Beacon Hill Chocolates
This pretty boutique with green and brown wide-striped walls is owned by Paula Barth and also serves gelato. Staff is attentive. Pick your own assortment (about $50 a pound). The presentation was “the prettiest chocolates,’’ according to one taster. “Very light,’’ “honest flavors, but run-of-the-mill,’’ “nothing extravagant,’’ “exteriors too hard,’’ “minty center? not very minty, but don’t know what it is,’’ “espresso filling good balance,’’ “an Oreo-like chocolate, two round dark wafers around a white chocolate center, a little too sweet, but adorable to look at,’’ “coconut is coconutty,’’ “not in love,’’ “kinda strange aftertaste,’’ “nice flavor, but can’t identify it.’’ 91 Charles St., Beacon Hill, Boston, 617-725-9100, www.beaconhillchocolates.com
BEST OF THE HEARTS: L.A. Burdick Handmade Chocolates
Counter staff at Burdick’s is always in a muddle. They tell you one thing on the phone and something else when you get there. This hip spot sells lots of hot drinks and is famous for its tiny chocolate mice with satin tails, all made from the finest chocolate. The Valentine heart has a little stack of chocolate bark hearts in the center, along with squares, oblongs, cocoa-dusted truffles, and a few mice ($48 for about 40 chocolates). The Back Bay location opened last week (chocolates only for now, cafe later). “Cocoa-dusted truffle bittersweet and quite delightful,’’ “an extremely delicate - and wonderful - blend of hazelnuts,’’ “nice hit of coffee,’’ “silky smooth creams,’’ “clearly handmade, in a great way; gorgeous and artistic.’’ Detractors: “way too strong,’’ “slightly bitter,’’ “something fruity and exotic inside, no idea what,’’ “filling and chocolate way too sweet, not creamy or buttery at all.’’ 52 Brattle St., Harvard Square, Cambridge. 220 Clarendon St., Boston, 617-491-4340, www.burdickchocolate.com
No more than three or four customers at a time can fit into this tiny space, with its dark hardwood floors and old-fashioned posters. Staff is helpful, including owner Lee Napoli; choose from the large display case ($1 to $1.50 per piece): clamshells, cones with gold edges, coconut-topped domes, and ultra-thin bark, which are packed in a brown box, the layers separated with tissue. “Box has a stylish, but homemade quality,’’ “unusual flavors, such as dried fig with marzipan,’’ “chocolate-dipped fig looks amazing,’’ “bold tastes, not sugary,’’ “creamy, intense chocolate, very fresh, truffle inside wonderful,’’ “coconut not too strong and not too rich,’’ “wonderful truffle,’’ “sharp, rich, and dark,’’ “caramel intense but not too chewy,’’ “caramel gooey but not too sweet,’’ “the way dark chocolate should be.’’ Others: “licorice an unpleasant surprise,’’ “slightly bitter,’’ “spicy filling is strange,’’ “good but not remarkable.’’ 23 Dartmouth St., South End, Boston, 617-236-0606, www.chocoleechcolates.com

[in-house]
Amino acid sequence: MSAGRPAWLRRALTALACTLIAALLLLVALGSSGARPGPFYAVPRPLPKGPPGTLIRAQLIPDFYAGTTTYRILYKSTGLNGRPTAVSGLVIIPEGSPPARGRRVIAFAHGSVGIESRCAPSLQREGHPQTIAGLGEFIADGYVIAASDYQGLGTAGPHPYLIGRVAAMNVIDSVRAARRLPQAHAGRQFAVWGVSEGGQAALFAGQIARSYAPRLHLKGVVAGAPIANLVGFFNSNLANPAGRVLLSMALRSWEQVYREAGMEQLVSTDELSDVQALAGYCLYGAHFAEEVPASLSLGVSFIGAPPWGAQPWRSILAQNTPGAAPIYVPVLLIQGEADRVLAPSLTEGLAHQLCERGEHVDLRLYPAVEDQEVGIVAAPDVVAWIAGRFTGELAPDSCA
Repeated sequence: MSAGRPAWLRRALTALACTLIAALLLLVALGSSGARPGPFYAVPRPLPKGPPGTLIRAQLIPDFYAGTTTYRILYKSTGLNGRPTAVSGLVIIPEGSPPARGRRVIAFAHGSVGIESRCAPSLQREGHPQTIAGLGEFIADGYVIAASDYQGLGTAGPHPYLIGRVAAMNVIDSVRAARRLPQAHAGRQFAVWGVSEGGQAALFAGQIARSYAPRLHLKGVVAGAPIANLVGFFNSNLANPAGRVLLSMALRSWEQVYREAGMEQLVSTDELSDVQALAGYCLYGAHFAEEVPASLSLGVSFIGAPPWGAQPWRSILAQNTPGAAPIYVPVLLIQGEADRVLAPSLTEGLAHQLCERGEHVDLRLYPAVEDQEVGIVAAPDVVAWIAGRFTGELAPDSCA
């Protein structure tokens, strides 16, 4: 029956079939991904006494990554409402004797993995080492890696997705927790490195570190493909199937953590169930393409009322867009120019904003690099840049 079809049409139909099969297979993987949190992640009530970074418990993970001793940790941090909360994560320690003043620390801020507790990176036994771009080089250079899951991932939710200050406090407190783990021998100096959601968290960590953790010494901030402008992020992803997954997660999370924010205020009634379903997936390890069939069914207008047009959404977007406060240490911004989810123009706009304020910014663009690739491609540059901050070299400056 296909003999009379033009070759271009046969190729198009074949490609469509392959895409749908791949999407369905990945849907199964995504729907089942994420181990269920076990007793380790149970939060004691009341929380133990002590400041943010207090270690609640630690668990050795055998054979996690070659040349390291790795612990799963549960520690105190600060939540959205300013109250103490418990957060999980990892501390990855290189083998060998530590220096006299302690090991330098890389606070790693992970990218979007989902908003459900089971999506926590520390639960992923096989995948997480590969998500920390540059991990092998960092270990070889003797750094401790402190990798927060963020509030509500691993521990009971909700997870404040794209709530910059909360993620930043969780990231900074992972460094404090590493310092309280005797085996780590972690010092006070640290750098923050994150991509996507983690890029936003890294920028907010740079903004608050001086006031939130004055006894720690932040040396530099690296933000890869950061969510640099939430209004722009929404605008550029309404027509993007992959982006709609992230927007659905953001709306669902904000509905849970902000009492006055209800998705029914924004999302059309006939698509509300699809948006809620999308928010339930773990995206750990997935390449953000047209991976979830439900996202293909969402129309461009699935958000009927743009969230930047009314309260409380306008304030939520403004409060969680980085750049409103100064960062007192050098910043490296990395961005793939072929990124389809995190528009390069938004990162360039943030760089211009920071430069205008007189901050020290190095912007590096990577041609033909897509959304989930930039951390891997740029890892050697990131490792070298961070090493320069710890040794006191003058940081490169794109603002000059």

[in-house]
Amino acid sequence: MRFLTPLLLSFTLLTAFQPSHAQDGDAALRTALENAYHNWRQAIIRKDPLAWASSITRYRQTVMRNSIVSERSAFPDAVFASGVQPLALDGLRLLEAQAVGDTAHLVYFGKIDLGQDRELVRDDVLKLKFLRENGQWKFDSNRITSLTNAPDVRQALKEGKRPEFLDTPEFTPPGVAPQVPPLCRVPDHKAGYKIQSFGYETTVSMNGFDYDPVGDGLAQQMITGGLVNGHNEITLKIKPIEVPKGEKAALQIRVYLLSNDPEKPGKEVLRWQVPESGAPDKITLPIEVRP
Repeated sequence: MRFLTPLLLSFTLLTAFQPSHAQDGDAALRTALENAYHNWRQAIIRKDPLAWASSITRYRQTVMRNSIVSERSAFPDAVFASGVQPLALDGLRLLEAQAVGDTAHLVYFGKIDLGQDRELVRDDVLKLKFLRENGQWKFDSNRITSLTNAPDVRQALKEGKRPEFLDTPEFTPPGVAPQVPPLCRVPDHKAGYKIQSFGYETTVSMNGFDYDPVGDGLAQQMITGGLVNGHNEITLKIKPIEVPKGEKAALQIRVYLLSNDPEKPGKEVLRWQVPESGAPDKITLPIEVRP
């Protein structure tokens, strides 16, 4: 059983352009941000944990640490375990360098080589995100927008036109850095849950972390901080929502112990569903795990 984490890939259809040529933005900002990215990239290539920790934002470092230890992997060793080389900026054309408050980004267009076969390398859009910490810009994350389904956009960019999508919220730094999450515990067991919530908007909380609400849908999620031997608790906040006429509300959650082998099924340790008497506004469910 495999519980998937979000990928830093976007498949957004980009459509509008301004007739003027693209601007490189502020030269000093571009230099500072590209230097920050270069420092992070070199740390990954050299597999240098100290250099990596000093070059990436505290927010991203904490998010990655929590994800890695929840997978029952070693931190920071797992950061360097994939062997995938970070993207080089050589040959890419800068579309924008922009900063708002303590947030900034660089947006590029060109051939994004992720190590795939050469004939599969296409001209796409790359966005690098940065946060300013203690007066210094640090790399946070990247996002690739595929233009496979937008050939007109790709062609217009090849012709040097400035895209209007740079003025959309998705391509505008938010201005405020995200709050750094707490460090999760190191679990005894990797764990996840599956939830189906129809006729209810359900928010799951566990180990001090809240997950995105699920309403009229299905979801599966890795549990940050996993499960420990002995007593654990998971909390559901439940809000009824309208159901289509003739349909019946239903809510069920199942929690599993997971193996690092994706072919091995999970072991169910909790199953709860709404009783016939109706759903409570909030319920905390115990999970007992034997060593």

This friendly Brookline Village shop, owned by Nur Kilic, offers an appealing assortment in a red heart box, which holds about 37 pieces ($38 per pound). Flat chocolates are decorated with argyle patterns, strawberries, and coffee beans. You find heart shapes, butterflies, and fans in the assortment. “Beautiful presentation,’’ “great contrast between filling and chocolate,’’ “chocolate truffle is fantastic,’’ “melts in your mouth,’’ “appealing balance between cashew and chocolate.’’ Others: “marshmallow unpleasantly gooey,’’ “pistachio filling bland,’’ “not chocolaty enough,’’ “too sugary sweet.’’ Favorite of several tasters. 5 Harvard Square, Brookline Village, Brookline, 617-739-0795, www.serenadechocolatier.com
Rectangular box holds 15 pieces, all larger than the other boxed confections. Chocolates also come in small heart-motif boxes ($1-$2.50 a piece). Owned by David and Pam Griffin, the shop is small by mall standards. You get a message of serious chocolate when you enter under a brown-striped awning. Tasters found smooth, creamy fillings that dissolved nicely, with the right amount of sweetness, and a good balance of chocolate and filling. “Peanut butter smooth and sweet, and just enough to complement the chocolate.’’ “Nice, buttery, smooth aftertaste,’’ “plain chocolate circle has kick at the end, amazing,’’ “dissolves in your mouth,’’ “brilliantly creamy,’’ “caramel is delish,’’ “intense peanut butter,’’ “coconut is so lovely.’’ Two said these were the favorite. Two others, one who had something described as “broccoli and chocolate’’ and another who had “way too much green tea, kinda weird,’’ were not as happy. 702 Legacy Place, Dedham, 781-329-1571, www.ctsweetremedies.comGlobe staffers Thomasine Berg, Joseph Kahn, and June Wulff contributed to this story. Sheryl Julian can be reached at email@example.com. Erica Thompson can be reached at firstname.lastname@example.org